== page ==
As shown in the remnant and the model, the nail passed first through a square or rectangular washer, made of wood. A bit of the original washer was still present between Jehohanan’s heel and the nail head. Tests showed it was from either an acacia or pistacia tree. The wooden washer broadened the head of the nail, making it very difficult for Jehohanan to pull himself free. The heel was tightly secured between the washer and the stipes. After hammering the nail through the plaque of wood the soldier responsible hammered it through the heel bone into the stipes. Combined with the washer, the nail placement made it virtually impossible for Jehohanan to free himself. The heel bone is also a logical place in the foot to secure the nail for it can support half the full weight of the body.

When the nail penetrated the stipes, it hit a knot and turned back on itself, hooking itself into the wood. Vassilios Tsaferis, Zias, and others tested the wood that still clung to the hooked point, but found that the amount was insufficient to determine the species.

Jehohanan’s lower leg bones (tibia and fibula) were shown to be broken at a 60 to 65 degree angle. Originally Tsaferis postulated that the crucified had his legs broken the same day he was crucified to hasten death so that he could be buried before sundown per Jewish Torah Code (Deuteronomy 21:22-23). But tests have determined that they had been broken post-mortem (Hershel Shanks); that means Jehohanan died on his cross and could have been suffering on that cross for days! This means once the Romans replaced the Hasmonean Kings with their own Prefects, Roman laws probably applied to crucifixion: no burial of the crucified allowed. Even so, they still could have deferred to local custom, allowed burial after the crucified passed on, or made exceptions to the Roman laws for days like Caesar’s birthday, local high holy days and the like (John 19:31).

After Jehohanan died, the soldiers began removing the nails to take him off of the cross so his family could bury him. He may have been still crucified on the eve of a holy day, since the authorities, per request, had him taken down and permitted his relatives to bury him. But the soldiers who tried to extract the nail from his right foot, they found out it was impossible because the nail was hooked into the knot. So they yanked his foot loose, pulling the washer, nail and knot with it. Nineteen hundred years later, when the archaeologists analysed his bones, they found the whole assembly intact. They had unearthed a very important clue as to how Romans crucifiied people.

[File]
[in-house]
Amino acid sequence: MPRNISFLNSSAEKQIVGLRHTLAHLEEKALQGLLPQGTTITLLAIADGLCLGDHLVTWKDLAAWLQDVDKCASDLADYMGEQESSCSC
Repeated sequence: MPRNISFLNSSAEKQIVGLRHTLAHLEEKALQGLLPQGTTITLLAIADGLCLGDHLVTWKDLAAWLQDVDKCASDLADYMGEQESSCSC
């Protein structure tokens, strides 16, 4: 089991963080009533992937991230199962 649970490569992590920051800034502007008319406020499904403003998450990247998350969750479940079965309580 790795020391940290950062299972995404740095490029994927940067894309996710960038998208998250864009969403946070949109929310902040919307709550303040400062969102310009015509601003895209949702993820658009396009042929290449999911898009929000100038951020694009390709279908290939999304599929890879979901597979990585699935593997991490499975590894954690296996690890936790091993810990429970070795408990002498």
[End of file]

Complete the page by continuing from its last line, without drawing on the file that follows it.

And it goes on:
The Pompeii Graffiti.

As we all know, Mount Vesuvius blew up and buried Pompeii and Herculaneum in ash in 79 CE. A short phrase about crucifixion was found on a wall in Pompeii and perhaps other graffiti as well:
…[The] word crux has been found in Pompeii, as for example, one published in Corpus Inscriptionum Latinarum, Vol. IV., at No. 2082, ‘In cruce figarus.’ Professor Zangermeister says figarus stands for figaris.
Source: Edward Walford, John Charles cox and George Latimer Apperson, editors. The Antiquary, Volume 34, “The Antiquary’s Note-Book, [heading] The Crucifixion Graffito of the Palatine,” pp. 148-149

The graffito in question certainly does read "IN CRVCE FIGARVS" which translates as "may you be fixed on / by a crux. yes, "by." Not, "may you be nailed to a cross" as so many scholars interpret. It's all in the simple rules of the Latin. You see, when the preposition in is joined with the ablative, and cruce is the ablative of crux, it becomes a locational-instrumental ablative, such as in hoc signo vinces "in / by this sign you will conquer" or caput adfixum gestari iussit in pilo, "he ordered the head carried about, affixed to / by a pike". So graffito was an obscenity of the worst kind, and the sort of crucifixion wished upon the dear reader was a va te faire crucifixion, either a simple direct impalement or a crucifixion on a cross equipped with a cornu.